Corals are pretty... amazing. Most South Africans are familiar with the beautiful coral reefs in northern KwaZulu-Natal. In the warm light infused water of the Indian Ocean these sunlight powered communities support an amazing diversity of fishes and a thriving scuba diving industry that is a key aspect of South Africa’s marine tourism economy. Further offshore there are deep water corals in the twilight zone of the iSimangaliso MPA and some deeper water species in this area rely on both algae in their tissues to make sugars and also filter food from the water. Scientists are increasingly interested in coals in deeper water because of the evolutionary history of coral and algae symbiosis and because these deeper reefs may be increasingly important in this era of climate change. The globally important role of coral communities in iSimangaliso are recognized as vital to climate adaptation and mitigation. Management needs to ensure that anthropogenic stressors and disturbances on coral reefs are kept to a minimum to maintain and enhance coral reef resilience in the face of anticipated future warming events.
The warm and cool temperate reefs of South Africa also provide homes for corals particularly soft corals and seafans – many of which are found nowhere else on earth. Deep and cold water coral communities also occur in the outer shelf, shelf edge and slope all around South Africa although our knowledge of these species is still limited. This is an area of active research in South Africa. Deep water corals include stony corals (the same groups that dominate shallow coral reefs); soft corals including seafans, cauliflower and thistle corals; lace corals. Different species within all these groups occur on the west, south and east coast which means that the fragile ecosystems that support these deep water corals need protection in each region. Coral habitats are sensitive to activities that impact the seabed including bottom trawling, petroleum activities, mining and anchoring. Sedimentation including from poor catchment management, offshore drilling and mining and even trawling can affect deep water corals.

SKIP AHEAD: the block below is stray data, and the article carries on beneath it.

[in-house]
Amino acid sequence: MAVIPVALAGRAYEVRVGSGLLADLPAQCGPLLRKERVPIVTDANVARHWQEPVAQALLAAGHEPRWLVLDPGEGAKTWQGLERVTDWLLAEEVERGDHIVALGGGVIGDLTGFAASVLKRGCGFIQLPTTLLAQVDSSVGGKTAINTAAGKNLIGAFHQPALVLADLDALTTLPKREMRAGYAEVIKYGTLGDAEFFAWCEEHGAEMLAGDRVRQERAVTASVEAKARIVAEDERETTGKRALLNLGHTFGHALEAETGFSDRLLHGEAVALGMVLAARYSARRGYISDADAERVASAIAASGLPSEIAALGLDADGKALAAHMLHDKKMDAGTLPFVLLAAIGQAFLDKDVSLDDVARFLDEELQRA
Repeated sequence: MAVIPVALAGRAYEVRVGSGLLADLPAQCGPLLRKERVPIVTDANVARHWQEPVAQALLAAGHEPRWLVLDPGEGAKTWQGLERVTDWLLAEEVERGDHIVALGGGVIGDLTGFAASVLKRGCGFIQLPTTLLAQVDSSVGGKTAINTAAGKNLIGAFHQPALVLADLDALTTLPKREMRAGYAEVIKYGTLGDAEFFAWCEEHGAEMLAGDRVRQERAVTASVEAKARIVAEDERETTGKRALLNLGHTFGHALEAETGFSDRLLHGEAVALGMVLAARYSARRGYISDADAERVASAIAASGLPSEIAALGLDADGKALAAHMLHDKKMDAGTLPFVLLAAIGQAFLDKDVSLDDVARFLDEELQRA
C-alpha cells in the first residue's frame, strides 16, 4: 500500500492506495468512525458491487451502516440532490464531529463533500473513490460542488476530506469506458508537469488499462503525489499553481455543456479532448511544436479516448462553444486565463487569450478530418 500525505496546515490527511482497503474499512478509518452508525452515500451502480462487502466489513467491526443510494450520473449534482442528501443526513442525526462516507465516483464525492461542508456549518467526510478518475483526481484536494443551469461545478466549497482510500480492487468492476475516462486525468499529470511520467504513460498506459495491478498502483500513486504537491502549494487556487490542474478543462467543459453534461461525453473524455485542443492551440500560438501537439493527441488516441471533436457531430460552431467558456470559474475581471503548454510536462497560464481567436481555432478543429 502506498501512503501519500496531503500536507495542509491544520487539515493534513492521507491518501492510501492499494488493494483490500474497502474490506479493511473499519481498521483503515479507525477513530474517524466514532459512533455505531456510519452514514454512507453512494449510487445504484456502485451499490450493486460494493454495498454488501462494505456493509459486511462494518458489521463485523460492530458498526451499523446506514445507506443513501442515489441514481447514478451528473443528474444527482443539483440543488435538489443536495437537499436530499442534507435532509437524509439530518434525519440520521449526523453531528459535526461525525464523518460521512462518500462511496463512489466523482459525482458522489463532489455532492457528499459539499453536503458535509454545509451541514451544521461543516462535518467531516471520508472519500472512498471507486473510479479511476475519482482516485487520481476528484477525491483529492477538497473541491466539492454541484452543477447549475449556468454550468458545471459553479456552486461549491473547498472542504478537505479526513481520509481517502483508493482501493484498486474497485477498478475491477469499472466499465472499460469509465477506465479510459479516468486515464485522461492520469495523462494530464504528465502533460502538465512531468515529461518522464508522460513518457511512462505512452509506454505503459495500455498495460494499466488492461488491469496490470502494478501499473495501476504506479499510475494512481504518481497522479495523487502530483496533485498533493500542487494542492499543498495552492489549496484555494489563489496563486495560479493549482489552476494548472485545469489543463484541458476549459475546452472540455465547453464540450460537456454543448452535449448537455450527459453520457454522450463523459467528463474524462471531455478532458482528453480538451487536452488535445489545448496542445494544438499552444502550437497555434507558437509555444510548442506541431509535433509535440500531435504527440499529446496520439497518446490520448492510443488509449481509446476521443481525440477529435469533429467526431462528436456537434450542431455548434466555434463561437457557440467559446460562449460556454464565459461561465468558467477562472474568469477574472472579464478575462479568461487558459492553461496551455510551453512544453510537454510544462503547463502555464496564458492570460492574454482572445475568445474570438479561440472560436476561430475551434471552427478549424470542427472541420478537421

On the west coast Childs Bank protects unique coral communities on the rocky slopes. Although trawling has damaged corals in this area, remaining patches of corals on the steep slopes can support coral recovery. Live and fossilised corals have been collected in the vicinity of Browns Bank Corals that may hold important clues about South Africa’s climate past. The SWIS1 section of the Southwest Indian Seamounts MPA includes a range of deep water coral species and the steep area provides a range of oceanographic conditions to support climate resilience. The Port Elizabeth Corals MPA is a unique feature that includes hard and soft coral taxa from the slope. Amathole Offshore MPA includes a high diversity of lace corals and stony corals. Aliwal Shoal MPA and Protea Banks MPA support different hard and soft coral species in deep water with particularly surprising coral diversity and a high abundance of large black coral trees on the outer shelf reefs and shelf edge of uThukela Banks MPA.